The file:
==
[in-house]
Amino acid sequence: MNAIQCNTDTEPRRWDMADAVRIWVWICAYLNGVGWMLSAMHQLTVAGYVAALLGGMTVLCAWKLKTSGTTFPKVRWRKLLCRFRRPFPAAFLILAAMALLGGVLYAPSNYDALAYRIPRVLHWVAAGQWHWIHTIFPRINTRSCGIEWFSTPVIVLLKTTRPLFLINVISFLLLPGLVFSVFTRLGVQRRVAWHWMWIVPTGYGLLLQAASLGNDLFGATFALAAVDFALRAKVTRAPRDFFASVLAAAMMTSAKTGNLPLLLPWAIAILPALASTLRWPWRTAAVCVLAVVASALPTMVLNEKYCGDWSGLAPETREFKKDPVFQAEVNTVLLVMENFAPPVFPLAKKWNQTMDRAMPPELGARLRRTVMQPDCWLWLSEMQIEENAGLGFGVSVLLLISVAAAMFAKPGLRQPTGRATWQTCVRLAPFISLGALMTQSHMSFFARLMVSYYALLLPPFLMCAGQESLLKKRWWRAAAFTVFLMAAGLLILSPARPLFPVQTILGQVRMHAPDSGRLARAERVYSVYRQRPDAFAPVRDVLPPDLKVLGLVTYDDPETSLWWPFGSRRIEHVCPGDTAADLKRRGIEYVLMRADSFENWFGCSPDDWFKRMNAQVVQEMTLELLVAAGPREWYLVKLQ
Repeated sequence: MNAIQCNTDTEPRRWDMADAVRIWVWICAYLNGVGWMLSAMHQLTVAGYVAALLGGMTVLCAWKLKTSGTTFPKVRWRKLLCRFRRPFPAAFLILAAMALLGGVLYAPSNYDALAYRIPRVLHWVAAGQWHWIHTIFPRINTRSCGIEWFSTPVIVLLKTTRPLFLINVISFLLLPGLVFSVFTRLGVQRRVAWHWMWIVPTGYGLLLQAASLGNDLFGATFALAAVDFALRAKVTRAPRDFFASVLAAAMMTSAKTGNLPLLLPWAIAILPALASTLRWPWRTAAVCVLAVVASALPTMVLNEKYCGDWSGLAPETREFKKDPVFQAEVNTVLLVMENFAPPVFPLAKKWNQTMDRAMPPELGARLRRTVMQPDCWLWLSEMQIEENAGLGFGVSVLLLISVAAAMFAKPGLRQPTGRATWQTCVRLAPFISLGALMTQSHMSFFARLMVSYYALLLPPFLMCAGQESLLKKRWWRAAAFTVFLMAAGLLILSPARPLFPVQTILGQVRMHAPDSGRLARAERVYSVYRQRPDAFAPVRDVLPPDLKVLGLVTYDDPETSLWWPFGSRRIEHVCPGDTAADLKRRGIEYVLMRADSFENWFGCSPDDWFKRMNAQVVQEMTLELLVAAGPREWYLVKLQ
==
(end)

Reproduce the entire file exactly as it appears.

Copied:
[in-house]
Amino acid sequence: MNAIQCNTDTEPRRWDMADAVRIWVWICAYLNGVGWMLSAMHQLTVAGYVAALLGGMTVLCAWKLKTSGTTFPKVRWRKLLCRFRRPFPAAFLILAAMALLGGVLYAPSNYDALAYRIPRVLHWVAAGQWHWIHTIFPRINTRSCGIEWFSTPVIVLLKTTRPLFLINVISFLLLPGLVFSVFTRLGVQRRVAWHWMWIVPTGYGLLLQAASLGNDLFGATFALAAVDFALRAKVTRAPRDFFASVLAAAMMTSAKTGNLPLLLPWAIAILPALASTLRWPWRTAAVCVLAVVASALPTMVLNEKYCGDWSGLAPETREFKKDPVFQAEVNTVLLVMENFAPPVFPLAKKWNQTMDRAMPPELGARLRRTVMQPDCWLWLSEMQIEENAGLGFGVSVLLLISVAAAMFAKPGLRQPTGRATWQTCVRLAPFISLGALMTQSHMSFFARLMVSYYALLLPPFLMCAGQESLLKKRWWRAAAFTVFLMAAGLLILSPARPLFPVQTILGQVRMHAPDSGRLARAERVYSVYRQRPDAFAPVRDVLPPDLKVLGLVTYDDPETSLWWPFGSRRIEHVCPGDTAADLKRRGIEYVLMRADSFENWFGCSPDDWFKRMNAQVVQEMTLELLVAAGPREWYLVKLQ
Repeated sequence: MNAIQCNTDTEPRRWDMADAVRIWVWICAYLNGVGWMLSAMHQLTVAGYVAALLGGMTVLCAWKLKTSGTTFPKVRWRKLLCRFRRPFPAAFLILAAMALLGGVLYAPSNYDALAYRIPRVLHWVAAGQWHWIHTIFPRINTRSCGIEWFSTPVIVLLKTTRPLFLINVISFLLLPGLVFSVFTRLGVQRRVAWHWMWIVPTGYGLLLQAASLGNDLFGATFALAAVDFALRAKVTRAPRDFFASVLAAAMMTSAKTGNLPLLLPWAIAILPALASTLRWPWRTAAVCVLAVVASALPTMVLNEKYCGDWSGLAPETREFKKDPVFQAEVNTVLLVMENFAPPVFPLAKKWNQTMDRAMPPELGARLRRTVMQPDCWLWLSEMQIEENAGLGFGVSVLLLISVAAAMFAKPGLRQPTGRATWQTCVRLAPFISLGALMTQSHMSFFARLMVSYYALLLPPFLMCAGQESLLKKRWWRAAAFTVFLMAAGLLILSPARPLFPVQTILGQVRMHAPDSGRLARAERVYSVYRQRPDAFAPVRDVLPPDLKVLGLVTYDDPETSLWWPFGSRRIEHVCPGDTAADLKRRGIEYVLMRADSFENWFGCSPDDWFKRMNAQVVQEMTLELLVAAGPREWYLVKLQ